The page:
Gove grilled by MSPs over Scottish companies moving to Northern Ireland to gain duty-free access to EU after Brexit
Michael Gove has faced grilling from Scottish ministers this week over the perceived lack of a level playing field in post-Brexit trade for Scotland and Northern Ireland.
Responding to questions from the Scottish Parliament’s Culture, Tourism, Europe and External Affairs Committee, the Minister in the Cabinet Office did not deny the possibility that Scottish companies choose to locate in Northern Ireland in order to enjoy duty-free access to the EU. via Ireland.
Scottish National Party MP Kenneth Gibson asked how the unique arrangements for Northern Ireland collided with the idea that there should be no separate Brexit deal for any of the UK nations.
Gove responded that these specific differences are due to the land border with the Republic of Ireland and the fact that to keep the spirit of the Good Friday Agreement alive, there should be no physical infrastructure at the border.
Scottish National Party MP Stewart Stevenson said he was still “confused” by what this meant for free trade across this border.
Gove explained that Scottish goods transported to Northern Ireland for consumption in the country would not be subject to tariffs, but if such goods had to be processed in Northern Ireland before being sent to the EU via Ireland , then there would be a tariff.
However, goods produced in Northern Ireland will have duty-free access to the EU via Ireland, with Gove insisting that it is the origin and destination of the goods that matters.
“There is no customs border, instead the goods are tracked and the customs systems know what the movement has been and are alerted to the tariffs to be paid,” Gove said – to which Stevenson replied ” it sounds like a recipe for chaos “.
Scottish National Party MP Christine Grahame has warned that Scottish businesses may seek to capitalize on the difference.
Gove said Northern Ireland remains an attractive place to live and work and any relocation would be due to a multiplicity of factors.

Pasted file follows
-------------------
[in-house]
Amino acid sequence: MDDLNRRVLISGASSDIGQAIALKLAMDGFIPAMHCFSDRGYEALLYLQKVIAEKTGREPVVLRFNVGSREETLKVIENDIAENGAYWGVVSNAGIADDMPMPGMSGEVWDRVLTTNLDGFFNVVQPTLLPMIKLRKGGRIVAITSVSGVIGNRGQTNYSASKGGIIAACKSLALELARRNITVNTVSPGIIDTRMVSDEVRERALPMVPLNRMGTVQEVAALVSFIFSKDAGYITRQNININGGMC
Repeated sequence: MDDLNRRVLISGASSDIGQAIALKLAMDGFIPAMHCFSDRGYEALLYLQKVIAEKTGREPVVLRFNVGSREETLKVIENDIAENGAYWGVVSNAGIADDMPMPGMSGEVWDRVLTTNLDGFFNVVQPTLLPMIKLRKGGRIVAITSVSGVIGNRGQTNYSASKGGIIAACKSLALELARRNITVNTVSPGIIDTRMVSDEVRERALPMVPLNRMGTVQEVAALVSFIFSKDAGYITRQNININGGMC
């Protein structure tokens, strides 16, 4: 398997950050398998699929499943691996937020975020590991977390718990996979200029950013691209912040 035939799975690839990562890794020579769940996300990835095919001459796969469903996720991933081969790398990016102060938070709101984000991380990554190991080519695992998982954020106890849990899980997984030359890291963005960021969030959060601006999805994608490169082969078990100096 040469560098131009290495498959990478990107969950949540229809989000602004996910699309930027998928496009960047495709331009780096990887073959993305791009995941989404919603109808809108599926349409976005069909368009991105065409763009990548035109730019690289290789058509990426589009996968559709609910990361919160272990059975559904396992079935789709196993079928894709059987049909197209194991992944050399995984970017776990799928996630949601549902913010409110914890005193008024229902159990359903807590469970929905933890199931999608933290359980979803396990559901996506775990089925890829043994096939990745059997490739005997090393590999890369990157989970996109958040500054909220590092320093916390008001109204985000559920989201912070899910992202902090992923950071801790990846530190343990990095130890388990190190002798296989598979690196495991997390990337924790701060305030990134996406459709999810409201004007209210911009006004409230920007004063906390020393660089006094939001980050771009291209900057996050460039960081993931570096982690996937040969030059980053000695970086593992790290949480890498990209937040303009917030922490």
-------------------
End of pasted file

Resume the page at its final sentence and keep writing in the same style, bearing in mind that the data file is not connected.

“It is certain that by being in Northern Ireland as a legitimate business you will avoid tariffs in the EU,” he continued, adding that this was crucial for the country to continue to prosper. in the future.
“We have created a level playing field through the UK’s Internal Market Bill, and decentralization allows UK constituents to tailor policy to their citizens,” Gove said. “We all have the opportunity to take advantage of the new economic prospect that is opening up before us.”
A separate announcement this week saw the UK government urging traders to consider whether they should enroll in the new UK Trader Scheme (UKTS) to ensure traders do not pay tariffs on the movement of goods to Northern Ireland from Great Britain where these goods can be shown to remain the customs territory of the United Kingdom from 1 January.
The authorization allows them to declare themselves that the goods are ‘not at risk’ of entering the EU after entering Northern Ireland, which means that they will not be subject to EU tariffs on goods. goods sold or used by consumers, regardless of the outcome of the negotiations. in Brussels.
Later during the committee meeting, Gibson questioned the fact that Northern Ireland had received £ 400million from Westminster for Brexit preparations, while Scotland received less than half of it – what he described as a “per capita spending gap”.
“We’re keeping these things under review, but I don’t want to pit parts of the UK against each other,” Gove replied.
Scottish Conservative Party MSP Oliver Mundell complained about the Scottish National Party’s lack of transparency on how it was spending the Brexit transition money, arguing it “was trying to be as disruptive as possible and postponing preparations “wishing to create division”.
Gove agreed that “there has to be some responsibility for how it is spent”, but noted that generally the UK and Scottish governments have been able to work well together.
Responding to questions about the inability of Scottish businesses to properly prepare for what trade will look like next year, Gove said up to 80% remain the same – although he acknowledged that some sectors are more exposed to potential tariffs than others.
Gove called the ongoing negotiations between the UK and the EU “swift and fluid”, adding that there are still areas of significant differences, namely a level playing field, governance and fisheries.
“I remain hopeful that we will come to an agreement, but we have to be prepared for any eventuality,” he said, before refusing to attach a percentage to his confidence to get an agreement before the end of the period. transition on December 31.
Another question regarding recent US tariffs on Scotch Whiskey – which have resulted in a 30% drop in sales in the crucial US market – due to a dispute over Airbus and Boeing has received assurances from Gove,
“We are trying to see if progress can be made,” he said, adding that International Trade Secretary Liz Truss had spoken directly with her American counterpart.